Wood-burning fair slated at ball park Oct. 27
A "Burn Smart Fair" is being planned for Thursday, Oct. 27, at the city-American Legion ball park to share information on proper wood burning techniques for maximum heat and efficiency with minimal pollution.
The fair is scheduled for 5:30 to 7:30 p.m., and representatives of the Hearth, Patio and Barbecue Association will be on hand to provide demonstrations with operating stoves. Topics will include proper starting and operation along with firewood selection, collection and storage.
The fair is geared toward participants in the Libby-area woodstove changeout program along with others who are considering a new stove purchase or just want to learn more about proper operating procedures for modern woodstoves, said county sanitarian Ron Anderson.
"Even the new high-efficiency stoves, if you don't use them correctly, you're going to waste wood energy," Anderson said. "You're still going to create pollution if you don't use them as they were designed to be used."
Compared to old stoves, which required plenty of clearance, had large fireboxes, a chimney damper and produced a lot of smoke, new stoves have smaller fireboxes and internal baffles, burn hotter and produce less pollution while reducing firewood use by about one-third. The reduction in smoke and creosote results in less pollution and a lower likelihood of chimney fires.
Users shouldn't expect to get 16-hour burn times out of new stoves with smaller fireboxes and higher burning temperatures. Peak efficiency is usually achieved with burn cycles of eight hours or less.
Adding a log every hour in the attempt to produce a steady heat output isn't recommended, because wood burns best in cycles. A cycle begins when a new load of wood is placed on the coal bed and ends when that wood is reduced to a similar-sized coal bed.
To produce low heat output in mild weather, small loads of wood should be placed in a criss-cross fashion. Higher heat output in cold weather can be obtained by using larger loads of wood placed compactly in the firebox.
The objective is to prevent wood from smoldering, because smoke is waste resulting from poor combustion, Anderson said.
Anderson also stressed the importance of proper firewood seasoning. Wood should be stacked in an open area and exposed to the sun and wind for the summer. Green wood will not season properly in a wood shed or in deep shade. Wood should be stacked on rails to keep it off the ground and should not be left directly on the ground for more than a day or two or it will attract bugs and mold.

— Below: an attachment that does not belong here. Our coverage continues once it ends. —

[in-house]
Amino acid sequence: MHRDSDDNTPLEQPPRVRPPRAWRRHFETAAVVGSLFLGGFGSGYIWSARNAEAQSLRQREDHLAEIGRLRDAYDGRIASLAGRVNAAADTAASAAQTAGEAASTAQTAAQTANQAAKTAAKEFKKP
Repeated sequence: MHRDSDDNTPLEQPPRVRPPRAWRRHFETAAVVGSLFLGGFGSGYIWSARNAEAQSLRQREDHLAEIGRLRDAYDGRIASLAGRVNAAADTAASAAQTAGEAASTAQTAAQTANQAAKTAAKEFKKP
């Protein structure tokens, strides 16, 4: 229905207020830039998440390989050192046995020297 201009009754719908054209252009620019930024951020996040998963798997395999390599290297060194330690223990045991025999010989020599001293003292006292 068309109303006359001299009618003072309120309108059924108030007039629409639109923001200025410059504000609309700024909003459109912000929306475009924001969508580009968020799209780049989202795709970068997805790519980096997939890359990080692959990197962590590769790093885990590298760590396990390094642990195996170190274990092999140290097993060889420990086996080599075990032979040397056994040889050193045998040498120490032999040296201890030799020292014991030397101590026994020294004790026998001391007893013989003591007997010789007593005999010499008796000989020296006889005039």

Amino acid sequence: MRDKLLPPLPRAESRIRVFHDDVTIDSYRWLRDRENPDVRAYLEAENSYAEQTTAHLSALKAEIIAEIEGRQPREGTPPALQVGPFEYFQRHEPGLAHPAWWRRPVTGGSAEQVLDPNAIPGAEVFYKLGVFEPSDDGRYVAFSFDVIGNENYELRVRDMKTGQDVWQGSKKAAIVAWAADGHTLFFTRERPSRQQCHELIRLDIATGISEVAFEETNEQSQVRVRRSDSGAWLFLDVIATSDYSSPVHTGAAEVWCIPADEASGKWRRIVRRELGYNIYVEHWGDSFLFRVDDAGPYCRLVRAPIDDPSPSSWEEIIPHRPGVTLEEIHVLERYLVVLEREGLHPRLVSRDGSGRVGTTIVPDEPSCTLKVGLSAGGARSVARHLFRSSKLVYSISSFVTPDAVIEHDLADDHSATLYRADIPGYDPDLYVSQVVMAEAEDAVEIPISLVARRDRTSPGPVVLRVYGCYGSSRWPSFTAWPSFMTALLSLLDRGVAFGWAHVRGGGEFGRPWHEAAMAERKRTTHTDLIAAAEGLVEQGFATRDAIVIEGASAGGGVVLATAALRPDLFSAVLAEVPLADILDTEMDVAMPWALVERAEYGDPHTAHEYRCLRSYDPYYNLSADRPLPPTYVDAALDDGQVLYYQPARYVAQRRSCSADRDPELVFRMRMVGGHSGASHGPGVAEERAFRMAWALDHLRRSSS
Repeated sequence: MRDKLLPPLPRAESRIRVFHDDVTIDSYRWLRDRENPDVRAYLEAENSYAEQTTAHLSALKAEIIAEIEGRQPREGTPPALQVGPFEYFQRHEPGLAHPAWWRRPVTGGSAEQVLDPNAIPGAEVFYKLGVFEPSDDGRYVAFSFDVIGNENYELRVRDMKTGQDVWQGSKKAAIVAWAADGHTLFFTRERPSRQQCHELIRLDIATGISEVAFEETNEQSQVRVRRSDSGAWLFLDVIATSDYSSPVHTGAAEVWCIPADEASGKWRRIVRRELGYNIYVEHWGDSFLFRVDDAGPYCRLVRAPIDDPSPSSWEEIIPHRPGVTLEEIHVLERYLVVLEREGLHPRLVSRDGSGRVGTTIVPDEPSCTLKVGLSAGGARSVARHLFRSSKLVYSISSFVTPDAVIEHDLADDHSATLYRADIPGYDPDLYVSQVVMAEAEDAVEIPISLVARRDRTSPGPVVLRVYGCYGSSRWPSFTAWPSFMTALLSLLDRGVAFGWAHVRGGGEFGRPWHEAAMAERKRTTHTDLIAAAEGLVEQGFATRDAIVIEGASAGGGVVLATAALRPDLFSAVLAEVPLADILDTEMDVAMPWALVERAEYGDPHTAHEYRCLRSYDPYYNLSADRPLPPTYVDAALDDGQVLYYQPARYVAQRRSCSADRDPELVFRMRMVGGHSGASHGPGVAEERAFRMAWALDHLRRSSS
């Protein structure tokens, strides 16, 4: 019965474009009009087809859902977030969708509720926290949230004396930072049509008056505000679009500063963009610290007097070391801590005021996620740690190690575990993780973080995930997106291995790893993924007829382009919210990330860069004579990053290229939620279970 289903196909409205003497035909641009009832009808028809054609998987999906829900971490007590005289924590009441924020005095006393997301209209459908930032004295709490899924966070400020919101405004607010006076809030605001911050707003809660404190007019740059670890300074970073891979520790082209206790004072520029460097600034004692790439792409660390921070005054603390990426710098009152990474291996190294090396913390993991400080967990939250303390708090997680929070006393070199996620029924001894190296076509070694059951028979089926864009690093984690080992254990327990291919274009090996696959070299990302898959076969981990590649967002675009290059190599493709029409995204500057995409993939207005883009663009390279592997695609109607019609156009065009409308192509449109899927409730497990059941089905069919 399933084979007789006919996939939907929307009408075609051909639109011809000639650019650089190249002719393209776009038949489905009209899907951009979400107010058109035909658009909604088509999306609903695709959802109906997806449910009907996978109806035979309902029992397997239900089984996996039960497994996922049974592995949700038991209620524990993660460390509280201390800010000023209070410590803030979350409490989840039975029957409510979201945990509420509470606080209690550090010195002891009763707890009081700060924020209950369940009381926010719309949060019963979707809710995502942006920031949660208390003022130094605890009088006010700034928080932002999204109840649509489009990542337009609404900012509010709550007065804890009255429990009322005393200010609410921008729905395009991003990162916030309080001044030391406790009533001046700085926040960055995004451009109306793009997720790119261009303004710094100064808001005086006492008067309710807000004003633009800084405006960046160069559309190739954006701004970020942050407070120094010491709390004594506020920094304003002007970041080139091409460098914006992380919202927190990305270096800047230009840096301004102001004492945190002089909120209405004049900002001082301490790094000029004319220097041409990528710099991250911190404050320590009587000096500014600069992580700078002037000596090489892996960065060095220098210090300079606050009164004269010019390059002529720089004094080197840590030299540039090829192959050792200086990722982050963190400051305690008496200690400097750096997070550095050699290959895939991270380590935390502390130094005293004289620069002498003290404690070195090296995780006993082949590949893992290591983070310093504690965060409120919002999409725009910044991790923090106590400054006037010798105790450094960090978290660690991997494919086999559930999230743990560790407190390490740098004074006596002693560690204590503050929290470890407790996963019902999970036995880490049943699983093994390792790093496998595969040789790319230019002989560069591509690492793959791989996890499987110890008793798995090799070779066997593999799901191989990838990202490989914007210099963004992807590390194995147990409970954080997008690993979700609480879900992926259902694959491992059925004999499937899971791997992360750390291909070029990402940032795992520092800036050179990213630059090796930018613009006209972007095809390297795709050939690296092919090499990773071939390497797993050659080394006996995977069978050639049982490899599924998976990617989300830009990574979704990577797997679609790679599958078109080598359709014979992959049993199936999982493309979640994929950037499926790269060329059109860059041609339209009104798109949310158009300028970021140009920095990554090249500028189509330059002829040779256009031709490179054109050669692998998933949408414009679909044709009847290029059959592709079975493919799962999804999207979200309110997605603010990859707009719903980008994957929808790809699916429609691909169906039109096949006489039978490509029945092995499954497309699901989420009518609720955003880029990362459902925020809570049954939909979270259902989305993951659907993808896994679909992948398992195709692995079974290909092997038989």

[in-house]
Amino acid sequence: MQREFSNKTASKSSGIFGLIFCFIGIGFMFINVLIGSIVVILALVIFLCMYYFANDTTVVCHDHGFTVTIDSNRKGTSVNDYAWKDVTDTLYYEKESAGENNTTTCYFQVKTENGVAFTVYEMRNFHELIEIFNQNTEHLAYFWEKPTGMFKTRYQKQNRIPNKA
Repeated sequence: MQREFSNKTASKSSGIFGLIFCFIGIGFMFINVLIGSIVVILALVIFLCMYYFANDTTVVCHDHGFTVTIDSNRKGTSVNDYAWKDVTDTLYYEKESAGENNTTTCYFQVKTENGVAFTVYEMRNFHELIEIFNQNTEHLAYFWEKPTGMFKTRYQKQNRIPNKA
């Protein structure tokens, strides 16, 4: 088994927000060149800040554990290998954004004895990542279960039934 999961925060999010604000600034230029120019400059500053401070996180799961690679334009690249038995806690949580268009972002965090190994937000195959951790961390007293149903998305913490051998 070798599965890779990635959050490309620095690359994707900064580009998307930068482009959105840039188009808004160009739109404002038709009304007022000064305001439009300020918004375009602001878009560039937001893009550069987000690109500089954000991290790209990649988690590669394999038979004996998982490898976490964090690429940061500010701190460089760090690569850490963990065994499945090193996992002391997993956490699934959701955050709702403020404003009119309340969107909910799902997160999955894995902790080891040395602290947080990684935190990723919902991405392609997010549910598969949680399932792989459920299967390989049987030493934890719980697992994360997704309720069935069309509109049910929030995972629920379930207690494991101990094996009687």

Wood should be covered to keep moisture off but shouldn't be sealed up so tightly that it won't dry, Anderson said.
For burning, wood should be cut into pieces at least 3 inches shorter than the stove's firebox. Lengths of 14 to 16 inches are recommended.
The stove changeout program is intended to reduce air pollution under tightened federal standards for particulate matter. Studies show the primary ingredient in the Libby area to be wood smoke. The Hearth, Patio and Barbecue Association, which represents the woodstove industry, donated 300 stoves for the program along with related equipment and cash. A $100,000 grant from the federal Environmental Protection Agency is helping to pay for stove installation.
Under the changeout program, area homeowners who meet low-income requirements can have their non-EPA-certified stoves replaced with new EPA-certified models at no cost. Landlords who rent homes to qualifying families can also participate in the program but must make a $500 co-payment.
Income requirements were recently relaxed. Maximum income levels are $17,456 for a household of one person, $23,419 for two people, $29,381 for three, $35,344 for four, $41,306 got five and $47,269 for six. Eligibility is also restricted to the core of the area not meeting air quality standards, loosely described as the area bordered by the ends of the four-lane section of U.S. Highway 2 on the west and south, by the Kootenai River on the north and by Libby Creek on the east.
To apply, eligibility must be established first by verifying income at he fuel and energy assistance office, the public assistance office, Head Start, and — for seniors — at the Libby Senior Citizens Center. Those agencies can provide a signed form letter validating income, which is all that is needed. Enrollment in assistance programs isn't required.
Once eligibility is established, application forms can be picked up at the agency providing the verification or at the county annex along Mineral Avenue.
Next year, the changeout program will enter its second phase, encompassing households that do not meet low-income requirements. While details have not been finalized, the stoves won't be free but will require a co-payment.
More information on the changeout program is available by calling program coordinator Jerry Marquez at 293-7781 extension 212 or emailing email@example.com .